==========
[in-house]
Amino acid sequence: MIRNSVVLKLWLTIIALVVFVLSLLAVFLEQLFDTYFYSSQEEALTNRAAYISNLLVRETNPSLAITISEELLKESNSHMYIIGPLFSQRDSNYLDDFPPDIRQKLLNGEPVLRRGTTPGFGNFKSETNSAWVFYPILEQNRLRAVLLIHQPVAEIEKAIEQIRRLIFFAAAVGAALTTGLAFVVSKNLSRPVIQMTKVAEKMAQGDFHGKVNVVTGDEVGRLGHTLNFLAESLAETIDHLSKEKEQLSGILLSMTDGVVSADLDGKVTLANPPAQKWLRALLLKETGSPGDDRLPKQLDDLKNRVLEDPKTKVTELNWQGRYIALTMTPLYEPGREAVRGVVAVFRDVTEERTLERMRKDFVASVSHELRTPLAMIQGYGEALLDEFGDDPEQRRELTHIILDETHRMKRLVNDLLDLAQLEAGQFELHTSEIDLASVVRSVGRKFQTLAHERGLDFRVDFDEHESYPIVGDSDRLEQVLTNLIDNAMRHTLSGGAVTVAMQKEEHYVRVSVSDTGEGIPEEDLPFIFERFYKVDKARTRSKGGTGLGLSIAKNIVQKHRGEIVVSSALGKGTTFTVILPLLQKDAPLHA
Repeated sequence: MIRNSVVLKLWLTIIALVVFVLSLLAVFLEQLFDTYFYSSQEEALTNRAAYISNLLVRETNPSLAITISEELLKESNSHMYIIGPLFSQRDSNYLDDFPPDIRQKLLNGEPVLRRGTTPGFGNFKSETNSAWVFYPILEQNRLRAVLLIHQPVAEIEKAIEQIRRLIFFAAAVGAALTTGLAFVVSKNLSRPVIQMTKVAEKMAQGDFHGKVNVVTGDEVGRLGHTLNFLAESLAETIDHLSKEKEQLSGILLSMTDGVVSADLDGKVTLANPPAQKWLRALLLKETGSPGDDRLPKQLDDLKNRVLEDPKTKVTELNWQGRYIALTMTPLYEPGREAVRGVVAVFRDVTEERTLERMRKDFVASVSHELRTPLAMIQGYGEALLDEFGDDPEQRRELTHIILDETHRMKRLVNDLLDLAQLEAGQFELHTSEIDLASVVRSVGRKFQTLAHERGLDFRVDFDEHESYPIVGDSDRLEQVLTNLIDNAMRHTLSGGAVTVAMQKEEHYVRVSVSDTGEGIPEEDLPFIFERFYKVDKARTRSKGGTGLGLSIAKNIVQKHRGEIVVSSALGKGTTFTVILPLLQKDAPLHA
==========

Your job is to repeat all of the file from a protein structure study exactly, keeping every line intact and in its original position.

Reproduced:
[in-house]
Amino acid sequence: MIRNSVVLKLWLTIIALVVFVLSLLAVFLEQLFDTYFYSSQEEALTNRAAYISNLLVRETNPSLAITISEELLKESNSHMYIIGPLFSQRDSNYLDDFPPDIRQKLLNGEPVLRRGTTPGFGNFKSETNSAWVFYPILEQNRLRAVLLIHQPVAEIEKAIEQIRRLIFFAAAVGAALTTGLAFVVSKNLSRPVIQMTKVAEKMAQGDFHGKVNVVTGDEVGRLGHTLNFLAESLAETIDHLSKEKEQLSGILLSMTDGVVSADLDGKVTLANPPAQKWLRALLLKETGSPGDDRLPKQLDDLKNRVLEDPKTKVTELNWQGRYIALTMTPLYEPGREAVRGVVAVFRDVTEERTLERMRKDFVASVSHELRTPLAMIQGYGEALLDEFGDDPEQRRELTHIILDETHRMKRLVNDLLDLAQLEAGQFELHTSEIDLASVVRSVGRKFQTLAHERGLDFRVDFDEHESYPIVGDSDRLEQVLTNLIDNAMRHTLSGGAVTVAMQKEEHYVRVSVSDTGEGIPEEDLPFIFERFYKVDKARTRSKGGTGLGLSIAKNIVQKHRGEIVVSSALGKGTTFTVILPLLQKDAPLHA
Repeated sequence: MIRNSVVLKLWLTIIALVVFVLSLLAVFLEQLFDTYFYSSQEEALTNRAAYISNLLVRETNPSLAITISEELLKESNSHMYIIGPLFSQRDSNYLDDFPPDIRQKLLNGEPVLRRGTTPGFGNFKSETNSAWVFYPILEQNRLRAVLLIHQPVAEIEKAIEQIRRLIFFAAAVGAALTTGLAFVVSKNLSRPVIQMTKVAEKMAQGDFHGKVNVVTGDEVGRLGHTLNFLAESLAETIDHLSKEKEQLSGILLSMTDGVVSADLDGKVTLANPPAQKWLRALLLKETGSPGDDRLPKQLDDLKNRVLEDPKTKVTELNWQGRYIALTMTPLYEPGREAVRGVVAVFRDVTEERTLERMRKDFVASVSHELRTPLAMIQGYGEALLDEFGDDPEQRRELTHIILDETHRMKRLVNDLLDLAQLEAGQFELHTSEIDLASVVRSVGRKFQTLAHERGLDFRVDFDEHESYPIVGDSDRLEQVLTNLIDNAMRHTLSGGAVTVAMQKEEHYVRVSVSDTGEGIPEEDLPFIFERFYKVDKARTRSKGGTGLGLSIAKNIVQKHRGEIVVSSALGKGTTFTVILPLLQKDAPLHA